Tuesday, April 26, 2011

Learn PowerShell in a Month of Lunches

I was lucky enough to attend PowerShell training by Don Jones at the TEC conference.  Also I talked a lot about PowerShell in my FIM sessions at the conference.

If you are looking for a good resource to ramp up on PowerShell I suggest his latest book:

Learn Windows PowerShell in a Month of Lunches.

Reading this book will not only teach you how to use PowerShell, it will make you better at designing and deploying FIM.

Thursday, April 21, 2011

Holy Kittens!! PowerShell at TEC

TEC adopted a new track this year, PowerShell!  This was an exciting addition, for a number of reasons:

  1. It was driven by the PowerShell folks at Microsoft (Jeffrey Snover and several other PowerShell people from Microsoft).
  2. PowerShell draws a cult-like following of really freaking smart IT people
  3. Quest has some serious PowerShell chops, so hosting a PowerShell deep-dive is a perfect fit

I was lucky enough to attend to pre-conference training by Don Jones.  If you have time for ANY training, I say take PowerShell training.  It will make you better at what you do. 

Wednesday, April 20, 2011

Logging in FIM Workflow Activities

The .NET Framework provides an awesome facility for logging.  Employing this logging facility in FIM Workflow Activities enables us to change the logging behaviour of our workflow DLLs by changing the FIM service config file (or some other way – it is really up to you at design time). 

By default this logging facility is configured in a .config file for the hosting process (in this case FIM) but it is possible to enable the logging configuration to be configured in the workflow itself.

Anyhow, I’ve employed this logging facility in the PowerShell WF Activity for FIM and I think it is a good example of how to do logging in a FIM workflow activity.  If you’re keen on logging, then please take a look and give me some feedback!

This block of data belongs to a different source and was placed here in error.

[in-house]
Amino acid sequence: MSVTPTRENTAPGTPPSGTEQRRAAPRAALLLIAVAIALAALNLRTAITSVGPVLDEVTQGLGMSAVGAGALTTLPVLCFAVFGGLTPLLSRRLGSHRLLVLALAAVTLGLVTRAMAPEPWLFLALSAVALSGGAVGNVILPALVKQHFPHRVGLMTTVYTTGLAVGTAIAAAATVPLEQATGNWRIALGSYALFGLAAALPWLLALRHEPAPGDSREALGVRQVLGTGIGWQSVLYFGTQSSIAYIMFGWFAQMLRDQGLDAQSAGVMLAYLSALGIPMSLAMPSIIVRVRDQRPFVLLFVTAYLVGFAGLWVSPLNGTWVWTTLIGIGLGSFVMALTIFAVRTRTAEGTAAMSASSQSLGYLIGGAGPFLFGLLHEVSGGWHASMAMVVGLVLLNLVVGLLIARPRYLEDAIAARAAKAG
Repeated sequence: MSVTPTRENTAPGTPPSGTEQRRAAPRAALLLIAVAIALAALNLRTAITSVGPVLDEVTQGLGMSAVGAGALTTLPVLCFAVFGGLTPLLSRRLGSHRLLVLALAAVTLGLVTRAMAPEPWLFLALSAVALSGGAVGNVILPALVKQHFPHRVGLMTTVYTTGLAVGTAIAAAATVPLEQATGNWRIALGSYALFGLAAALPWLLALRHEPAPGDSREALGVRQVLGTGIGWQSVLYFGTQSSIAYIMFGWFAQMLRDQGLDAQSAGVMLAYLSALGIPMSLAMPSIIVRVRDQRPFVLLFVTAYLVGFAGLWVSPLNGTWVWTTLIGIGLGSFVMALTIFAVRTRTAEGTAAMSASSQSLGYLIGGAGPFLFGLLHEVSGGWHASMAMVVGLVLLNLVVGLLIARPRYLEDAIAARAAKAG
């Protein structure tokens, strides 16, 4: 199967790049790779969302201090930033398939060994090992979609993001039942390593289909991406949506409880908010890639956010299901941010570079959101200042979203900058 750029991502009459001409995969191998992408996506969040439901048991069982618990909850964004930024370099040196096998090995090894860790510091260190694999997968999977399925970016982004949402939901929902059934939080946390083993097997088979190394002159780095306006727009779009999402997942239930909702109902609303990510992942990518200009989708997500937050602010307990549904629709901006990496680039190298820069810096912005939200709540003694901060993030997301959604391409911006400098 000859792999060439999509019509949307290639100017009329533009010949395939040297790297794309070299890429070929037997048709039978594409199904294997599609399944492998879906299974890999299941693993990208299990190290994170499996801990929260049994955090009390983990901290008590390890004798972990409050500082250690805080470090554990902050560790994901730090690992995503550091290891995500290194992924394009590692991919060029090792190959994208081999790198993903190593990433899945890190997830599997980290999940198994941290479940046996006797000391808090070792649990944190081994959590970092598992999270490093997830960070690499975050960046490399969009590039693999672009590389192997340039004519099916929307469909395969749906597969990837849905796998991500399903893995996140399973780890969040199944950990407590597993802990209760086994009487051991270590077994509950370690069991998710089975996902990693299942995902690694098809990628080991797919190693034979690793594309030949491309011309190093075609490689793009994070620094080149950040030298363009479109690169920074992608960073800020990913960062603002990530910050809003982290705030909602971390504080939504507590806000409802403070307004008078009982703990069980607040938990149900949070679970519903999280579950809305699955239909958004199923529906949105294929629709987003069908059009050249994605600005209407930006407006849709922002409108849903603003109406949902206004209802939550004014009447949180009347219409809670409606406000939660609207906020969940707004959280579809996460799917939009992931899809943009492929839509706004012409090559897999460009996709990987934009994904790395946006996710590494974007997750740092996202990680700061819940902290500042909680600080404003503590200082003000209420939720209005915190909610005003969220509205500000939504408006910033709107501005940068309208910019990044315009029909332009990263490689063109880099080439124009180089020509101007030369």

The XMA Grows Up

At TEC this week we learned about a new MA framework coming to a FIM server near you!

The nickname for the new framework is ‘EZMA’.  My first take at this nickname was irony; since the framework provides was more functionality than the XMA SDK.  This raises the bar for the development expertise required to develop an MA using the new framework (it is REALLY easier?).  Raising this bar is a good thing IMHO since it makes it less enticing for non-developers to produce MAs, which is probably a good thing.

After going through the new SDK I realized it really is an EZMA because the added functionality means I no longer need to do a lot of things/hacks in my MA code.  For example, the call-based import functionality relieves me of the need to transform m objects into a file.  I have a lot of DSML code that now gets to retire!  Another example, on import I can now provide an update (partial object) instead of having to supply the complete attribute set.  This means that a lot of code in the OpenLDAP XMA can also retire since it has to chase changeLog entries into the actual directory entry to get the full attribute set.

Brian Desmond did an awesome job explaining this in his session today.  He’s done the early adopter work of building some MAs using the new framework and was able to tell us about it at the conference today.

Reporting for FIM (and EVERYTHING else using SSRS and PowerShell)